Lax security at Energy Department nuclear weapons laboratories has allowed agents from Iran, the Soviet bloc and other countries to gain access to sensitive research facilities, congressional investigators reported Tuesday.

The visits took place at the Los Alamos and Sandia national laboratories in New Mexico and at the Livermore laboratory in California, where scientists conduct advanced research on nuclear weapons and the Strategic Defense Initiative, known as "Star Wars," according to the report by the General Accounting Office.The foreign visitors included specialists from the Soviet bloc, China and nations believed either to have nuclear weapons or are seeking to develop them, including India, Pakistan, Israel, Brazil and Argentina.

Also allowed into the plants were visitors from both Iran and Iraq, the report said.

Officials at the FBI and CIA declined to discuss possible espionage investigations stemming from the incidents, and it was not clear whether any secrets had been lost, according to the report by the agency, the investigative arm of Congress.

Formally delivering the report to the Senate Governmental Operations Committee, the GAO's senior associate directgor, Keith Fultz, said that his inspectors "could not determine if sensitive or classified information has been lost" but added that "because of . . . weaknesses in DOE's foreign visitor controls, we have little confidence that adeaquate protection of weapons-related information and technology is achieved."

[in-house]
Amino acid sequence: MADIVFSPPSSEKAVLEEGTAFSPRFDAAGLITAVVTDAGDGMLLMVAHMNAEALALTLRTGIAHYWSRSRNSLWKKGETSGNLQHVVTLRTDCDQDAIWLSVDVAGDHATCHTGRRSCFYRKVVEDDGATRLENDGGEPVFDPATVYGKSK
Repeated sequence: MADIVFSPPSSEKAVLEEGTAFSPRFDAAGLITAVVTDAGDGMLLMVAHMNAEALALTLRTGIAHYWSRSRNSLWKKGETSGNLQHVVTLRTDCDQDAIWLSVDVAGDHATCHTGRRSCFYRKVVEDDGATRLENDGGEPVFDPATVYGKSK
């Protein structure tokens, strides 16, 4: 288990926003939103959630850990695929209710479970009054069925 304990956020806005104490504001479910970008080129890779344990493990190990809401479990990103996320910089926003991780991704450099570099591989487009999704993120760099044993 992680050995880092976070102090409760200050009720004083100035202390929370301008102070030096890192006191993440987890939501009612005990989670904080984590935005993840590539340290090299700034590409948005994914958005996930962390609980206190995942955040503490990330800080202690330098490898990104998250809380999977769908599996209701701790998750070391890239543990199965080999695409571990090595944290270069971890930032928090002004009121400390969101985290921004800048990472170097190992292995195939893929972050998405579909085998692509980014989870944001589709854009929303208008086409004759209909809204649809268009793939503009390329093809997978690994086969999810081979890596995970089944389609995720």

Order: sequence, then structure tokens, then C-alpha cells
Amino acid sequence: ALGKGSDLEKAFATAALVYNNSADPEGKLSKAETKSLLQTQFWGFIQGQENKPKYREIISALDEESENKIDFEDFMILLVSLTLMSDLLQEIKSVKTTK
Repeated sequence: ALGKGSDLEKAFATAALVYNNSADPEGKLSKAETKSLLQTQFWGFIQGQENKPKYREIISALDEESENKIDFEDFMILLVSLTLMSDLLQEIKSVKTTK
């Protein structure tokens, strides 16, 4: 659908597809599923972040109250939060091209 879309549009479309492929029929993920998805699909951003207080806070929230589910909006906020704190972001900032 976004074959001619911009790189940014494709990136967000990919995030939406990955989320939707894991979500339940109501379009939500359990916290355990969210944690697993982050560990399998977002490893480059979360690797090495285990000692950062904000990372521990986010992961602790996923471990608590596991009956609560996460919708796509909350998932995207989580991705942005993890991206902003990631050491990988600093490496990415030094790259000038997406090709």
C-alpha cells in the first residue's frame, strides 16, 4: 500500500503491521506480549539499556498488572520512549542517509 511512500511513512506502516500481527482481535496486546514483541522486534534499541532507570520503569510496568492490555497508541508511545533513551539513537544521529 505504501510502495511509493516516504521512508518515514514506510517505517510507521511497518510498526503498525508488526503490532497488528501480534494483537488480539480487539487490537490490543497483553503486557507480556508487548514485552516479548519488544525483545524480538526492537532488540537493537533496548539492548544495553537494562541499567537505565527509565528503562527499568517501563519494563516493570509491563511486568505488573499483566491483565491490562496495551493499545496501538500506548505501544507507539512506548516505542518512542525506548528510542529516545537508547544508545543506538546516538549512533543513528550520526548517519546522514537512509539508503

One member of the committee, Sen. John Glenn, D-Ohio, said that "there may be a strong possibility that we will today only be looking at the tip of a monstrous iceberg."

The Energy Department "generally does not follow its own requirements and obtain background information on foreign visitors and assignees from communist and other sensitive countries," the GAO report said.

As a result, it said, "suspected foreign agents and individuals from facilities suspected of conducting nuclear weapons activities have obtained access to the laboratories without prior DOE knowledge," the report said.

It found the department "allows foreign nationals from communist and proliferation risk countries into the laboratories to discuss subjects that could assist nuclear weapons programs."

"I can tell you from my point of view, I personally know of no prolonged visit from any foreign national," said Nigel Hey, spokesman for Sandia.

Hey said foreign visitors must make formal application through the Department of Energy . . . "so actually you can see that the actual procedure that's followed to clear access to Sandia is in the hands of the Department of Energy."

He said further comment would be impossible without first seeing the GAO report.

Congressional investigators found that of the 6,700 foreigners allowed to visit the weapons laboratories between January 1986 and September 1987, 222 were from communist countries and 675 were from other countries deemed to be espionage or proliferation risks, including 25 from Iran and two from Iraq.